(Fall)

Instructor
Griffith

Analysis of the existential conditions of human life, such as death, the fragility and finiteness of life, freedom, commitment, the need for God, and the quest for meaning, worth, and dignity. Readings are from both philosophy and literature.

Counts as an elective for the Philosophy major and minor.

Satisfies the Philosophical and Religious Perspectives distribution requirement.
 

PHI 240 Anarchism and the State
Prerequisites & Notes

Instructor
Studtmann

Anarchism and the State

PHI 250 Buddhism as Philosophy
Prerequisites & Notes

(Fall)

Instructor
Robb

Buddhism is one of the world's major religions, but it is at the same time a philosophical system, one that has something to say about many of philosophy's central problems. These include questions about the existence and nature of the self, the fundamental structure of reality, the possibility of knowledge, and the moral life. In this course, we examine the Buddhist philosophical system, noting where there is debate within the Buddhist tradition, and at times pausing to compare Buddhist views with Western counterparts. Readings come from a variety of sources: contemporary and classical, Eastern and Western.

Counts as an elective for the Philosophy major and minor. 
Satisfies an interdisciplinary minor requirement in South Asian Studies.
Satisfies Philosophical and Religious Perspectives distribution requirement.

Satisfies the cultural diversity requirement.

PHI 350 Fall 2017: Liberalism and its Critics 1689-2017; Spring 2018: Children, Philosophy, and Human Nature
Prerequisites & Notes

This course can be repeated for credit given sufficiently distinct topics: check with the department chair. (Fall, Spring)

Fall 2017

Instructor: Studtmann

Liberalism and its Critics 1689-2017

Satisfies the Philosophy major seminar requirement.
Counts as an elective for the Philosophy minor.

 

Spring 2018

Instructor: Griffith

In various areas of philosophy, philosophers write and think about certain aspects of human nature - e.g., how human minds work, how human beings make choices, how emotions and desires figure into one's psychology and identity.  Philosophers also write and think about what is distinctive about human beings so as to make us candidates for personhood, selfhood, and moral agency.  Usually these discussions center on typical human adults.  But in this course, we will explore what happens when the discussions are expanded to include children.  Some of the questions we might think about are: When does a child become a person?  What is required for a child to become a moral agent? Does a child have a self?  How do children learn about and conceptualize the world?  How do children make choices?  We will think about whether asking these questions about children helps illuminate the broader questions (e.g., what is personhood, what is required for moral agency, how do we interact and learn about the world, and so on).

Satisfies the Philosophy major seminar requirement.
Counts as an elective for the Philosophy minor.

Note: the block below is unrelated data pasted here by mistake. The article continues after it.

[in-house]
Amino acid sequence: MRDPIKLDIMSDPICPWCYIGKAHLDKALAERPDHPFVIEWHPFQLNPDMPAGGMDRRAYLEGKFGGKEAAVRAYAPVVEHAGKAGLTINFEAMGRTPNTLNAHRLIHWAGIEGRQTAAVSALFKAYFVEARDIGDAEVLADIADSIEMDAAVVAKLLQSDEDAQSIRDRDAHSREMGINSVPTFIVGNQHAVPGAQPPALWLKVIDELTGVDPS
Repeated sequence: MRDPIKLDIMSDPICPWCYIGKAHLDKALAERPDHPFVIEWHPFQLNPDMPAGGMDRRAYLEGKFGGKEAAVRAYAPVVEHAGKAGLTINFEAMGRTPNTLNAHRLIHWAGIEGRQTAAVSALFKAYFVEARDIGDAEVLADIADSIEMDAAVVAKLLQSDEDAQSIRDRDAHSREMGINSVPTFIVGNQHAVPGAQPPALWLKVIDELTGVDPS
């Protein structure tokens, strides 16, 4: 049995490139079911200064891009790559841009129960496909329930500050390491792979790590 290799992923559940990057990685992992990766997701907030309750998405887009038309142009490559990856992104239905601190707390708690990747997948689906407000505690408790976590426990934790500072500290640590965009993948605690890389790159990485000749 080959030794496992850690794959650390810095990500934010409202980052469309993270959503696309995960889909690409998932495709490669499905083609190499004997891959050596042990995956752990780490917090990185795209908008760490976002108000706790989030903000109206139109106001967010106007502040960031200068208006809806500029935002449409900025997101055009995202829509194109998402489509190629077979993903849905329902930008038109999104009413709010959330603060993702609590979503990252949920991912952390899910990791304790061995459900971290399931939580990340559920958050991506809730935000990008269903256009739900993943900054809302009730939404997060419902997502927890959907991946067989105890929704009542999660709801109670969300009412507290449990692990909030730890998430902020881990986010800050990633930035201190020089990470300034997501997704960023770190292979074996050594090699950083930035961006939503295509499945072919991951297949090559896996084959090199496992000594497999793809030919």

PHI 365 Philosophy of Mathematics
Prerequisites & Notes

(Fall)

Instructor
Studtmann

Analysis of the philosophical foundations of mathematics. Topics vary, and have included the nature of mathematical truth, pure versus applied mathematics, the reality of mathematical entities, infinity, paradoxes, axiomatic systems, formal number theory, Godel's Theorem.

Counts as an elective for the Philosophy major and minor.

PHI 399 Independent Research in Philosophy
Prerequisites & Notes

This course can be repeated for credit given sufficiently distinct topics: check with the department chair. (Fall and Spring)

Instructor
Staff

Independent research under the direction of a faculty member who approves the topic(s) and determines the means of evaluation. Permission of the instructor and the department chair is required.

Counts as an elective for the Philosophy major and minor

PHI 451 Senior Colloquium in Philosophy
Prerequisites & Notes

(Spring)

Instructor
Jankovic

Capstone course required of all senior Philosophy majors. The seminar is organized around the work of four or five philosophers who visit the campus during the semester to discuss their work with students. Topics vary.

PHI 495 Senior Thesis
Prerequisites & Notes

Enrollment requires departmental approval: interested majors should contact the department chair in the Fall semester. (Spring)

Instructor
Staff

Open only to Philosophy majors. Includes the writing of a thesis under the supervision of a faculty member. Majors pursuing Honors must defend the thesis before the Philosophy faculty.

Counts as an elective for the Philosophy major.

REL 246 God (=PHI 170)
Prerequisites & Notes

Instructor
Ottati/Studtmann 

This course focuses on what is said about God in Christian tradition and in philosophy.  It explores representations, symbols, and inklings of the divine in biblical and religious texts, developed conceptions of God put forward by philosophers and theologians, and traditional arguments about God, as well as contemporary statements and debates.

Satisfies the Philosophical and Religious Perspectives distribution requirement.